It has been a tough few weeks for racing, with the sport shaken to its core by the Gordon Elliott case. However, the show must go on and the Cheltenham Festival can give racing reason to smile again, with the Cotswold jamboree never failing to ignite the senses.
It will be a different Festival this year, with no crowds and strict Covid protocols in place, but we pinpoint five horses that could put racing back in the headlines for all the right reasons:
Rachael Blackmore has every chance of smashing through the final barrier for female riders with victory aboard the unbeaten Honeysuckle in the Unibet Champion Hurdle on the opening day. Blackmore dished out a tactical masterclass when steering Honeysuckle to Mares’ Hurdle glory last year, and the dynamic duo’s Irish Champion Hurdle domination last month showed just how close the rider could be to a landmark win in one of National Hunt racing’s showpiece events.
No one could forget the terrible misfortune that befell Goshen and Jamie Moore in last year’s Triumph Hurdle, when a freak incident at the last – with Goshen’s shoes catching after jumping the final obstacle – brought the rider crashing to the ground when wide-margin victory had seemed in the bag. Neither horse nor jockey has had it easy through this campaign either – with Goshen struggling for form before roaring back at Wincanton, while Moore has had the dual challenge of recovering from a broken back as his wife Lucie underwent treatment for cancer. Victory for them both would be a heartening good-news story we could all enjoy.
It was a long time between drinks for Kim Bailey before First Flow struck Grade One gold at Ascot in January. The trainer had last hit the heights at the top level some 26 years ago, when he enjoyed a dream Festival – winning both the Champion Hurdle with Alderbrook and the Cheltenham Gold Cup with Master Oats. The fact owner Tony Solomons has been with Bailey for 40 years adds an extra layer to what would be a fairytale strike in the Betway Queen Mother Champion Chase. Throw in the fearless riding style of jockey David Bass, and First Flow’s remarkable rise through the ranks from slipshod handicapper to prolific winner, and it is fair to say roofs will be raised in living rooms nationwide one side of the Irish Sea at least if they can somehow get the job done against the might of Chacun Pour Soi.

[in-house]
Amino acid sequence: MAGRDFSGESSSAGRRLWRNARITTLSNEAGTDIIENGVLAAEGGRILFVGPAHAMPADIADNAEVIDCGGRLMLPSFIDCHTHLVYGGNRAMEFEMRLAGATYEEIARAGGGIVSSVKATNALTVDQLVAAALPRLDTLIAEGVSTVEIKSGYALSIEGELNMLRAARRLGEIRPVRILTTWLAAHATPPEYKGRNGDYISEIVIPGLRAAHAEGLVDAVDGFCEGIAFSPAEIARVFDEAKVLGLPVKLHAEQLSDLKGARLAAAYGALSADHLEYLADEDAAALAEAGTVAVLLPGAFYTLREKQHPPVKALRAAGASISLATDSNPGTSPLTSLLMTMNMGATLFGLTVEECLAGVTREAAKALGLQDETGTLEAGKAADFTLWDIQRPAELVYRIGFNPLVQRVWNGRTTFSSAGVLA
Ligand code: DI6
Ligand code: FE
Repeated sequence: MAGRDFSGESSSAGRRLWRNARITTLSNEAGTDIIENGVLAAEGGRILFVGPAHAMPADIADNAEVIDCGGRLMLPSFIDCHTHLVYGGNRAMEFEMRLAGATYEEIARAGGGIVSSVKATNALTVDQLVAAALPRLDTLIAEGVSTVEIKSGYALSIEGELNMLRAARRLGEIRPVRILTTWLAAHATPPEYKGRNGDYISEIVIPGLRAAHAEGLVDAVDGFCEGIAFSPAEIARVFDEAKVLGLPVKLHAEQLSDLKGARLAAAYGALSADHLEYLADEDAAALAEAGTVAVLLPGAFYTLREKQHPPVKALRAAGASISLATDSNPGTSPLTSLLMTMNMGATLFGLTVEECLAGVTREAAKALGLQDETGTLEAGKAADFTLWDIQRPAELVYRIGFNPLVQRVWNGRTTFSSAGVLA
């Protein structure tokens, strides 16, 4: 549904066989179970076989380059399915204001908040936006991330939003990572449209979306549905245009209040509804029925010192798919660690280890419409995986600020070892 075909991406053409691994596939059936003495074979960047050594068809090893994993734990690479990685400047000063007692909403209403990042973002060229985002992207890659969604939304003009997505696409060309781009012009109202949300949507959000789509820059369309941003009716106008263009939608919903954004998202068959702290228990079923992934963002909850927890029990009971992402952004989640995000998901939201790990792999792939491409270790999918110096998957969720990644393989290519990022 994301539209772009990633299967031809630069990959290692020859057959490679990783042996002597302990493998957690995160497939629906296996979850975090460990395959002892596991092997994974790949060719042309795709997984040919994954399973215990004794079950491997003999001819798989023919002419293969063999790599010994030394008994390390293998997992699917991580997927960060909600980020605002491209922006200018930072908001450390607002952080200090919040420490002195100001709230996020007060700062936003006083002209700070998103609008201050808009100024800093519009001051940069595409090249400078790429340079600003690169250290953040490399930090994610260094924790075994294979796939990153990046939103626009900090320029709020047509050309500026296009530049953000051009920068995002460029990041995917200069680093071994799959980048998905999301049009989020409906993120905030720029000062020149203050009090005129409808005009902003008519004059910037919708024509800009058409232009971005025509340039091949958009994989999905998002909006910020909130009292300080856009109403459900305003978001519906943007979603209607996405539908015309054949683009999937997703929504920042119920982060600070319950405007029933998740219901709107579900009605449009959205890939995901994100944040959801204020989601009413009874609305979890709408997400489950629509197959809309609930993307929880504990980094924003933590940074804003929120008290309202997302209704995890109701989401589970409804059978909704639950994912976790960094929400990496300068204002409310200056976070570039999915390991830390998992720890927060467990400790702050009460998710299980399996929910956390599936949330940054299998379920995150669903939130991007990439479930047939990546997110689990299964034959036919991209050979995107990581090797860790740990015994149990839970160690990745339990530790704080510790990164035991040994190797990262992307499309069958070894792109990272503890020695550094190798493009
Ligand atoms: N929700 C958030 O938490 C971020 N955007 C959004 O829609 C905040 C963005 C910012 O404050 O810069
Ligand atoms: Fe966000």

A heart problem proved Paisley Park’s undoing when he tried for back-to-back Paddy Power Stayers’ Hurdle titles last year, but Emma Lavelle’s charge has bounced back in style. He will not be renewing battle with Thyme Hill, with his rival a late injury absentee. That richly-anticipated showdown will have to wait for another day. Paisley Park’s owner Andrew Gemmell – who was born blind – was a joy to behold when his star won this race in 2019, and while we will not be able to share his excitement in the same way, it would be another special victory.
Bryony Frost and Frodon are like salt and vinegar on chips – they just go together. The pair’s Ryanair Chase success of two years ago saw racing make the main news bulletins and front pages, so just imagine what attention victory in the WellChild Cheltenham Gold Cup would produce. Frost and Frodon broke new ground with their King George win at Christmas – and although they appear up against it with hat-trick seeker Al Boum Photo, a Gold Cup win for this pair could be just the rehabilitation racing’s reputation needs.